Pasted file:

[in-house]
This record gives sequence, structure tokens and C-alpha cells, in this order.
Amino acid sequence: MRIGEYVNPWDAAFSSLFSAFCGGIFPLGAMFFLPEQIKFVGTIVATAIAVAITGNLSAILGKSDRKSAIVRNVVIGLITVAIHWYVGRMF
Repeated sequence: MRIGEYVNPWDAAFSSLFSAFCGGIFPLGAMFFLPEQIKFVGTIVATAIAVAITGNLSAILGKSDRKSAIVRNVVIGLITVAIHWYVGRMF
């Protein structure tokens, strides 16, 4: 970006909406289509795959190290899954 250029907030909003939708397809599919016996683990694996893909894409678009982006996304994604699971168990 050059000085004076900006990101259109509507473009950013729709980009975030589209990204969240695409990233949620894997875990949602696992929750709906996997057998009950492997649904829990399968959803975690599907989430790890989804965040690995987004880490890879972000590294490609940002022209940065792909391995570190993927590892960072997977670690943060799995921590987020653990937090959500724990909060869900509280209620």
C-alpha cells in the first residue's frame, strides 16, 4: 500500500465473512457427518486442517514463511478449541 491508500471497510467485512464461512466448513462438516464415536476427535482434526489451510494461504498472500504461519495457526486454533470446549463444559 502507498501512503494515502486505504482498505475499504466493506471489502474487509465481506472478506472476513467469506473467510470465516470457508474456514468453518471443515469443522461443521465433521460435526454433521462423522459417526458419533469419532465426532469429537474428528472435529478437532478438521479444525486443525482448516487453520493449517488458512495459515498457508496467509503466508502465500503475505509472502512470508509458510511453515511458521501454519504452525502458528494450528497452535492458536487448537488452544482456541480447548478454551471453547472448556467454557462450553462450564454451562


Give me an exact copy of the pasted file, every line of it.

[in-house]
This record gives sequence, structure tokens and C-alpha cells, in this order.
Amino acid sequence: MRIGEYVNPWDAAFSSLFSAFCGGIFPLGAMFFLPEQIKFVGTIVATAIAVAITGNLSAILGKSDRKSAIVRNVVIGLITVAIHWYVGRMF
Repeated sequence: MRIGEYVNPWDAAFSSLFSAFCGGIFPLGAMFFLPEQIKFVGTIVATAIAVAITGNLSAILGKSDRKSAIVRNVVIGLITVAIHWYVGRMF
């Protein structure tokens, strides 16, 4: 970006909406289509795959190290899954 250029907030909003939708397809599919016996683990694996893909894409678009982006996304994604699971168990 050059000085004076900006990101259109509507473009950013729709980009975030589209990204969240695409990233949620894997875990949602696992929750709906996997057998009950492997649904829990399968959803975690599907989430790890989804965040690995987004880490890879972000590294490609940002022209940065792909391995570190993927590892960072997977670690943060799995921590987020653990937090959500724990909060869900509280209620």
C-alpha cells in the first residue's frame, strides 16, 4: 500500500465473512457427518486442517514463511478449541 491508500471497510467485512464461512466448513462438516464415536476427535482434526489451510494461504498472500504461519495457526486454533470446549463444559 502507498501512503494515502486505504482498505475499504466493506471489502474487509465481506472478506472476513467469506473467510470465516470457508474456514468453518471443515469443522461443521465433521460435526454433521462423522459417526458419533469419532465426532469429537474428528472435529478437532478438521479444525486443525482448516487453520493449517488458512495459515498457508496467509503466508502465500503475505509472502512470508509458510511453515511458521501454519504452525502458528494450528497452535492458536487448537488452544482456541480447548478454551471453547472448556467454557462450553462450564454451562